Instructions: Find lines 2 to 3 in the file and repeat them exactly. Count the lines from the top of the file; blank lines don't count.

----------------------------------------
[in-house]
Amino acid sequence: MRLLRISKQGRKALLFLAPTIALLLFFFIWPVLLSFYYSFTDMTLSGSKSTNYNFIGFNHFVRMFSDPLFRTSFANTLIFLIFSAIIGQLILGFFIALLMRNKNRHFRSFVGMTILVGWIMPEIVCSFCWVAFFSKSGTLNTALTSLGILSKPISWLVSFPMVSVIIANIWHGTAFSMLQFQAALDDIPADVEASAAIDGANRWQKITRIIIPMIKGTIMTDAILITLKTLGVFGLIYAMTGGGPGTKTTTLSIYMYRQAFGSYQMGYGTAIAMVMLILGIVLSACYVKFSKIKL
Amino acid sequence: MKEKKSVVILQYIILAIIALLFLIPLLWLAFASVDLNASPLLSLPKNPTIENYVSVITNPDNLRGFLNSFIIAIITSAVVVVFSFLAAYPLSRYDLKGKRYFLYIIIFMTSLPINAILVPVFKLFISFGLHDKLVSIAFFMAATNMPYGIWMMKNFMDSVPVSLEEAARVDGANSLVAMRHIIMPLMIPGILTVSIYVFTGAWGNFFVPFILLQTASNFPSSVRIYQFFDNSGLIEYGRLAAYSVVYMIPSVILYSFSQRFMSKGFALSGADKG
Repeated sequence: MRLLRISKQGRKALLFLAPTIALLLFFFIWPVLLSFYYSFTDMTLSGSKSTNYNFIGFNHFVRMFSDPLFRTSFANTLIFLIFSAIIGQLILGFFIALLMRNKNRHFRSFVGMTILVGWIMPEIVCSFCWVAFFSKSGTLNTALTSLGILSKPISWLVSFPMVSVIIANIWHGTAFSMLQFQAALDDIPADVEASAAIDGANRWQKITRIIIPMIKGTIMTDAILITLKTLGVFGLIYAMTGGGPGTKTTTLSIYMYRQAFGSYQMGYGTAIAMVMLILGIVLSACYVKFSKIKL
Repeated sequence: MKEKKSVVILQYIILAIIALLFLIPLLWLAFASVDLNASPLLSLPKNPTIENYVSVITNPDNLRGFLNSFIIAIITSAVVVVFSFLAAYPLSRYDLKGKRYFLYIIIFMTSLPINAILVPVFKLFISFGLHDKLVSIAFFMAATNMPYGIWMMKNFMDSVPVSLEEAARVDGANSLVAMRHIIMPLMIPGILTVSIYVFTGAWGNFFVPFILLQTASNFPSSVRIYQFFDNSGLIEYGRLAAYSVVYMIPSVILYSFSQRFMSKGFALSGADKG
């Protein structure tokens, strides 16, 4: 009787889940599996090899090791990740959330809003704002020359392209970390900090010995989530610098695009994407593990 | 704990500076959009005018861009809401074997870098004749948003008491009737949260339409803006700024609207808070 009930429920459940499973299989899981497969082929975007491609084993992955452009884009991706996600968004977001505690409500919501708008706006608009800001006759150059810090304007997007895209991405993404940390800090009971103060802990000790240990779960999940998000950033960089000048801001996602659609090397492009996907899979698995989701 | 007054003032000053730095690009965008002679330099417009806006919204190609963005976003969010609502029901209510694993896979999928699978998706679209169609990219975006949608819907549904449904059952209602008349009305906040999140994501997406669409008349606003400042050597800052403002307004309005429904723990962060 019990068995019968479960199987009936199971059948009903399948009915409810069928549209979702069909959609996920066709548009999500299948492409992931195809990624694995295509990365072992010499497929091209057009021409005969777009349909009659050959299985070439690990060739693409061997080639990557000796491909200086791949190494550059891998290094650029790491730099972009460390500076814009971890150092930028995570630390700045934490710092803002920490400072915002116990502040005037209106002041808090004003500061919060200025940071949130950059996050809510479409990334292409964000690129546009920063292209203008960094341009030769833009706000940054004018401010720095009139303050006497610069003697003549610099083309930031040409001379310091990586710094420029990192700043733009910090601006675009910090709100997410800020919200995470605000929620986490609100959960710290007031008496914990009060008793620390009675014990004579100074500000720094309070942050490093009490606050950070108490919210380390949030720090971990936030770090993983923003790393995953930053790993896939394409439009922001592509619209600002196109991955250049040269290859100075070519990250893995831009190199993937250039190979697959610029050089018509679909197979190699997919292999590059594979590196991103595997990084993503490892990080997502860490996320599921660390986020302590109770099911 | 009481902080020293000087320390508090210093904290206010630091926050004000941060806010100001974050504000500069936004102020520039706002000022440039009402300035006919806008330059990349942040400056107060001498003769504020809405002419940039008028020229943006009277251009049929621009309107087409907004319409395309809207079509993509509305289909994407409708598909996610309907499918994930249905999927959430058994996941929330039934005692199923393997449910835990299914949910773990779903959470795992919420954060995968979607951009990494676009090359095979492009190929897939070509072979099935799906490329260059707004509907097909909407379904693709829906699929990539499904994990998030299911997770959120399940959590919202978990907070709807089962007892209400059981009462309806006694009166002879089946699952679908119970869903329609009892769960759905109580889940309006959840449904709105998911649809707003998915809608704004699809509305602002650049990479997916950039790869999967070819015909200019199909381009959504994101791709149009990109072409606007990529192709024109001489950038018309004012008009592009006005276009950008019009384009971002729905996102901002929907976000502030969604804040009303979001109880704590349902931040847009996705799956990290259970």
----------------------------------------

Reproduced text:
Amino acid sequence: MRLLRISKQGRKALLFLAPTIALLLFFFIWPVLLSFYYSFTDMTLSGSKSTNYNFIGFNHFVRMFSDPLFRTSFANTLIFLIFSAIIGQLILGFFIALLMRNKNRHFRSFVGMTILVGWIMPEIVCSFCWVAFFSKSGTLNTALTSLGILSKPISWLVSFPMVSVIIANIWHGTAFSMLQFQAALDDIPADVEASAAIDGANRWQKITRIIIPMIKGTIMTDAILITLKTLGVFGLIYAMTGGGPGTKTTTLSIYMYRQAFGSYQMGYGTAIAMVMLILGIVLSACYVKFSKIKL
Amino acid sequence: MKEKKSVVILQYIILAIIALLFLIPLLWLAFASVDLNASPLLSLPKNPTIENYVSVITNPDNLRGFLNSFIIAIITSAVVVVFSFLAAYPLSRYDLKGKRYFLYIIIFMTSLPINAILVPVFKLFISFGLHDKLVSIAFFMAATNMPYGIWMMKNFMDSVPVSLEEAARVDGANSLVAMRHIIMPLMIPGILTVSIYVFTGAWGNFFVPFILLQTASNFPSSVRIYQFFDNSGLIEYGRLAAYSVVYMIPSVILYSFSQRFMSKGFALSGADKG